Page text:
Edwin_Lord_Weeks_A_Street_Market_Scene_India

Interestingly, Jouhki believes that the idea of Orientalism was held among Indian gentility and academic elite. Ideas such as Vedic times as a golden age, spiritual India, caste-centerity, Hinduism as one religion (sort of susuper-religionr poetic universal life philosophy) were, to some extent, Orientalist invention… (Hees, 2003, Narayan 1993, cited in Joukhi 2006:7).

In post-Independence India, Orientalism has been employed by some Indian historian, writers, novelist officials, and intellectuals. Subaltern Studies was applied as an “intervention in South Asian historiography. The term subaltern is elaborated in the work of Antonio Gramsci to refer to groups who are outside the established structures of political representation. Subaltern Studies have participated in contemporary critiques of history and nationalism, and of orientalism and Eurocentrism in the construction of social science knowledge.

In the 1970s, subaltern studies emerge to describe a new perspective of the history of an imperial colony, told from the point of view of the colonized man and woman, rather than from that of the colonisers. In this connection, literary critic Gayatri Spivak (1988:273) has advised against a too-broad application of the term subaltern. For Spivak, it is not just a classy word for “oppressed”, for [the] Other, for somebody who’s not getting a piece of the pie. . . . In post-colonial terms, everything that has limited or no access to the cultural imperialism is subaltern—a space of difference3.

However, the postcolonial critic Homi K. Bhabha (1990:34) emphasised the importance of social power relations in defining subaltern social groups as oppressed, racial minorities whose social presence was crucial to the of the majority group; as such, subaltern social groups, nonetheless, also are in a position to subvert the authority of the social groups who hold hegemonic power.

Interestingly, Ormerod (2014:21) accused the Third world citizens for self-imposition, self-defining in the term of colonial Orientalism. He observe a notion what he call ‘Third world Orientalism. Even Indian scholars of Indian history often simply repeated British construct of Indian Orientalism. In rebuttal James Clifford (1994:304) points out that Said’s assertion ‘appear to mimic the essentialising discourse it attacks, also denying the oppressed their own historical voice (Ibid: 532). Supporters and critique of Said’s version of Orientalism have tended to focus the discourse between the colonisers and colonised, while ignoring the Orientalism within the traditionally oppressed global South.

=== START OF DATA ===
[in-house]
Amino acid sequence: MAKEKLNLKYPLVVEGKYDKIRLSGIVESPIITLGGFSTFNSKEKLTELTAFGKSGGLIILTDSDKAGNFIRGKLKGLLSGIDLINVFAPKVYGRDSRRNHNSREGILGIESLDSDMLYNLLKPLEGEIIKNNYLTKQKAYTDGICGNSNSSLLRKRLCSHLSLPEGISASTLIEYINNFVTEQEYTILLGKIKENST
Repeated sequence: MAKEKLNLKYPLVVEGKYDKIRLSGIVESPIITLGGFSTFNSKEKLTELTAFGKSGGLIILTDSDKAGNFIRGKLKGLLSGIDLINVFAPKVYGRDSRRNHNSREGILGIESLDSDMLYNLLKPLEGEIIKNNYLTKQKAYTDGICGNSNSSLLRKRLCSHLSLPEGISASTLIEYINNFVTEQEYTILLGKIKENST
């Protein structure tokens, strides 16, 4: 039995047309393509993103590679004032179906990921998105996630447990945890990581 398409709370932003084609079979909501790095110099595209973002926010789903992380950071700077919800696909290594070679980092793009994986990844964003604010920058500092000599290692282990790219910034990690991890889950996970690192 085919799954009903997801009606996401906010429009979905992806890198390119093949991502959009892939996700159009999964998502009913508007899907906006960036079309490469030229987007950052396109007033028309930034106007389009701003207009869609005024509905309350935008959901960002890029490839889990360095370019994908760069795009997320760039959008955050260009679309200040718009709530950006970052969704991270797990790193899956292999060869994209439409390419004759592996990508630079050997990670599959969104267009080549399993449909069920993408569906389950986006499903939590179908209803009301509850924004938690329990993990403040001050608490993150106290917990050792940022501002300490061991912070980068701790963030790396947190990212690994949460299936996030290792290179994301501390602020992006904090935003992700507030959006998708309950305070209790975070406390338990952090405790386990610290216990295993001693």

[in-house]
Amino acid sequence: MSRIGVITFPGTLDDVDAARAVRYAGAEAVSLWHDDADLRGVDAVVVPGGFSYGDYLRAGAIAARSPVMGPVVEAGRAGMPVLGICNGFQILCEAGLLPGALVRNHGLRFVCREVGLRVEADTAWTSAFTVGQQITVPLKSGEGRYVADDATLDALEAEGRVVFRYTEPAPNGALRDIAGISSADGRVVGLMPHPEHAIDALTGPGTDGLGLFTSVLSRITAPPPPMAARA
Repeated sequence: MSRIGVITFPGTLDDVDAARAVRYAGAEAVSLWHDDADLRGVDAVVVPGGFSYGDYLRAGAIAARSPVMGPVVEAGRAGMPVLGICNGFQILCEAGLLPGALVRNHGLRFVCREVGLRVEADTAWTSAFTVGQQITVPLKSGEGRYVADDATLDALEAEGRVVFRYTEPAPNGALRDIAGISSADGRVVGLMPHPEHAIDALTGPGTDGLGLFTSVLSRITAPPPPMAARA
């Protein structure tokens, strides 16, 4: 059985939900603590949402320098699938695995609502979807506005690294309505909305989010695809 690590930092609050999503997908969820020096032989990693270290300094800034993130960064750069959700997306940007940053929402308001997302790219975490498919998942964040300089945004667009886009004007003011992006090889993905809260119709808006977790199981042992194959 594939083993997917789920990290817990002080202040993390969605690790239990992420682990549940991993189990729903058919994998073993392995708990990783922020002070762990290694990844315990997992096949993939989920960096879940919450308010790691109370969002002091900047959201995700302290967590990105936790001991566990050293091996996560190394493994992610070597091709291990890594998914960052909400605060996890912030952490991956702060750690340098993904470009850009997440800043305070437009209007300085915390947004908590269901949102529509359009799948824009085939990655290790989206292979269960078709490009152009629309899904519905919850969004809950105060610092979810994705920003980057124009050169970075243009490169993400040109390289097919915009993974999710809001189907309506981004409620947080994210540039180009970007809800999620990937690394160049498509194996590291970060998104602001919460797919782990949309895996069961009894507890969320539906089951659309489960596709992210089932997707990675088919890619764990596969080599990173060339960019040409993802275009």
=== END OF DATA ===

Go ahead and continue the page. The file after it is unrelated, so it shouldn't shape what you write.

The last and final section has tried to capture and analyse the image of Indian British Orientalism.

Section III: Orientalism – A Case Study of India

The period of Orientalism can be said to begin from 1773 with Warren Hastings being appointed the Governor General of the East India Company and extends up to 1832, when, influenced by liberal and evangelical attitudes, the East India Company government made English education compulsory in India and brought the Orientalist phase to a close (Kopf 1969:31).

The East India Company (1600) come to India to domestic, Said pointed that Orientalist is outside the Orient and Orientals themselves were not permitted to participate in its production; instead, their histories, languages, and culture were recreated and appropriated by Western intellectual for their own interest (Orientalism, 1977:21-97). Nicholas Dirks and Ronal Inden remarked on this separation and deny the relevance of dialogue and collaboration in the production of knowledge under colonial hegemony, whereas Gyan Prakash is of opinion that Orientalism was a European enterprise from the very beginning.

The scholars w ere European; the audience was European; and the Indian figured as inert objects of knowledge (Prakash, cited in Morrison, 2009:623). Similarly, to rule and to learn, to compare the Orient with Occident-the Asiatic Society of Bengal were established (Ibid: 191).

Consequently, European, equipped with newly developed insight (through collected facts, artefacts and fiction) in Asia – employed this knowledge to their ‘best advantage’. In the process of political domination, while shaping and defining the identity of Orient, to restore a region from its present barbarism to civilisation – natives has neither been consulted not treated as anything except pre-text for a text (Ibid:199).

In order to subjugate Indian minds; serious inquiries in the field of Hindu and Muslim laws, Modern Politics, Geography of Hindustan(India) Arithmetic and Geometry, mixed science of the Asiatic, Medicine, Chemistry, Rhetoric and Morality of Asia, Music of Eastern Nations, Trade and Agricultural-have been conducted (Said, 1977:191). In addition, the Hindu moral code (Manushianta) and Hindu religious book (Bhagavad Gita) have been translated, English Orientalist rewrote, distorted and manipulated the knowledge they received from their Indian interlocutors-partly through simple ignorance and misunderstanding but also to serve particular administration.

However, a growing sense of racial and cultural superiority led the British to ignore Indian informants and disregards Oriental Knowledge, this information failure to certain extent became the cause of the Indian Mutiny of 19574.